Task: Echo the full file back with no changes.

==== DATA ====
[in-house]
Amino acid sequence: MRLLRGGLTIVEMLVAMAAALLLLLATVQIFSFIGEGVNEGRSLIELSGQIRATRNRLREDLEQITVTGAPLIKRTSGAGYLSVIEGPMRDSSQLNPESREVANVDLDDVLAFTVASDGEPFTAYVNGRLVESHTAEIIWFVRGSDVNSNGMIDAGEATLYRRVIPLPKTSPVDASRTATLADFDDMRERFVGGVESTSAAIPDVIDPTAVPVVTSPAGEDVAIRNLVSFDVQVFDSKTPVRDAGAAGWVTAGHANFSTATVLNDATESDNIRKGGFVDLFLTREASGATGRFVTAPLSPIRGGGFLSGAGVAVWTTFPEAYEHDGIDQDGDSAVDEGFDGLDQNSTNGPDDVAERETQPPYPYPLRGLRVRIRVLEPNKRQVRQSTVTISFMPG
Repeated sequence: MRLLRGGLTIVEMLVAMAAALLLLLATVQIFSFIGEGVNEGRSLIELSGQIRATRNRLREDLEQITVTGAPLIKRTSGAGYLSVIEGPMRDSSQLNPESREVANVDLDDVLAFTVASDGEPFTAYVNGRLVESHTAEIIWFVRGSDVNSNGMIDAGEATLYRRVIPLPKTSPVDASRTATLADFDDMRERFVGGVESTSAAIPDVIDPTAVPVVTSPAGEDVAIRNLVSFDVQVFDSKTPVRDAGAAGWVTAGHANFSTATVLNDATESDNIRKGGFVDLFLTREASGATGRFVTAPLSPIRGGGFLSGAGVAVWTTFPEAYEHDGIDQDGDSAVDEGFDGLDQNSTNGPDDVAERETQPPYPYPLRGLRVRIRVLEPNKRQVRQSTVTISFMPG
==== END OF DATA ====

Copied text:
[in-house]
Amino acid sequence: MRLLRGGLTIVEMLVAMAAALLLLLATVQIFSFIGEGVNEGRSLIELSGQIRATRNRLREDLEQITVTGAPLIKRTSGAGYLSVIEGPMRDSSQLNPESREVANVDLDDVLAFTVASDGEPFTAYVNGRLVESHTAEIIWFVRGSDVNSNGMIDAGEATLYRRVIPLPKTSPVDASRTATLADFDDMRERFVGGVESTSAAIPDVIDPTAVPVVTSPAGEDVAIRNLVSFDVQVFDSKTPVRDAGAAGWVTAGHANFSTATVLNDATESDNIRKGGFVDLFLTREASGATGRFVTAPLSPIRGGGFLSGAGVAVWTTFPEAYEHDGIDQDGDSAVDEGFDGLDQNSTNGPDDVAERETQPPYPYPLRGLRVRIRVLEPNKRQVRQSTVTISFMPG
Repeated sequence: MRLLRGGLTIVEMLVAMAAALLLLLATVQIFSFIGEGVNEGRSLIELSGQIRATRNRLREDLEQITVTGAPLIKRTSGAGYLSVIEGPMRDSSQLNPESREVANVDLDDVLAFTVASDGEPFTAYVNGRLVESHTAEIIWFVRGSDVNSNGMIDAGEATLYRRVIPLPKTSPVDASRTATLADFDDMRERFVGGVESTSAAIPDVIDPTAVPVVTSPAGEDVAIRNLVSFDVQVFDSKTPVRDAGAAGWVTAGHANFSTATVLNDATESDNIRKGGFVDLFLTREASGATGRFVTAPLSPIRGGGFLSGAGVAVWTTFPEAYEHDGIDQDGDSAVDEGFDGLDQNSTNGPDDVAERETQPPYPYPLRGLRVRIRVLEPNKRQVRQSTVTISFMPG